I have often found that the themes of an album are often very broad. There are countless subjects packed into an album like love, hope and more so that the album starts to feel like it’s about everything under the sun. There’s something to be said about an album that has laser focus. This brings me to Terminator 1984: A Musical Tribute by Andrew Hetherington. The album title says it all. Hetherington mentions, “Inspired by Terminator the 1984 sci-fi movie starring Arnold Schwarzenegger this musical tribute delivers all the drama and excitement from the movie in ten well-crafted instrumentals that could easily be mistaken for a real soundtrack.
I haven’t seen the original movie in a long time but there are some obvious things that should be included within the music. The soundtrack should have an ’80s feel, it should have a sci-fi quality and it should have some adrenaline inducing moments. I would say Terminator 1984: A Musical Tribute successfully pulls this off.
The album starts off with “Cyborg” and sort of melds classical and ’80s synths. It’s one of the more cinematic big blockbuster type of songs. The mood gets more ambient and sci-fi with “Who is Sarah Connor?” while “Tech Noir” sounds similar to ’80s new wave bands and is a dance worthy song.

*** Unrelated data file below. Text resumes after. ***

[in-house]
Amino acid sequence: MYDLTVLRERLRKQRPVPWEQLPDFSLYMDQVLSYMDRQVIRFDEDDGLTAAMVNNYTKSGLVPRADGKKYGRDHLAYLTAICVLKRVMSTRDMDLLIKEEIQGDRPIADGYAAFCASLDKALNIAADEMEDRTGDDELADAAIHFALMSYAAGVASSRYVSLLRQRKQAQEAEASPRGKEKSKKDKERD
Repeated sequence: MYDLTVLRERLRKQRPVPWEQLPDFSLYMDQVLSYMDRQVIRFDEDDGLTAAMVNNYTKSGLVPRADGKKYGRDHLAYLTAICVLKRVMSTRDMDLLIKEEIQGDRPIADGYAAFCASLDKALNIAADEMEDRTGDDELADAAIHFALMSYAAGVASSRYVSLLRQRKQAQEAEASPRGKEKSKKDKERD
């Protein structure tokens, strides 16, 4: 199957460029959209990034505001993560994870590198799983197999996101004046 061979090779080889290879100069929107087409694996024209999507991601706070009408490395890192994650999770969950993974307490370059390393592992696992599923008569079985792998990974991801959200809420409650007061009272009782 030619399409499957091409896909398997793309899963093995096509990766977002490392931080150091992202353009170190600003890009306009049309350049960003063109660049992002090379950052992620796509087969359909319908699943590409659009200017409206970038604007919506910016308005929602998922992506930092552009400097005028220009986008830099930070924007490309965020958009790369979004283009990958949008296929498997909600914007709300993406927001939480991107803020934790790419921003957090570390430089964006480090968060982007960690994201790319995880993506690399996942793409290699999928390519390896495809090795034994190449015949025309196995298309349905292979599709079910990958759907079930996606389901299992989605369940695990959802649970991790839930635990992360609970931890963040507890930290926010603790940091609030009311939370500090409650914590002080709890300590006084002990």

“Run for Your Life” is more ominous and tense as if you were lost on an alien planet. The next song “The Rise of the Machines'' felt like a crescendo in the film with big budget CGI effects. “Cyberdyne Systems 101” felt like a journey through subterranean lairs while ‘I’ll Be Back” is jammed pack with layers of music. “(He’s) Unstoppable” sounds just like it sounds. I had to laugh when I read the title of the next song “Crushed (You’re Terminated F****r!).” Last up is “A New Destiny” which is atmospheric and serene.
This was a fun and unique record. In a very general way this felt to me like it could have been used in a sci-fi movie from the ’80s. It felt cohesive and like a soundtrack that would accompany a film. Recommended.
Gregorian Nap is the culmination of three years of material written between 2017-2020 by James Moore and Don Shepherd better known as Nightbird Casino. The album mixes elements of post-punk, alternative and shoegaze.
There are thirteen tracks and the album comes in around forty-seven minutes. I felt there was a lot happening on this release and quite a lot to take in. There are many killer grooves but also a lot of atmosphere which comes in the form of a long hall reverb.
A track like “Pole Line Road '' is one of the more kinetic tracks that takes post-punk and integrates some more modern aesthetics. The song drives but also has a good amount of space. I liked the juxtaposition between the guitars and the rhythm section. The vocal harmonies are on point and memorable.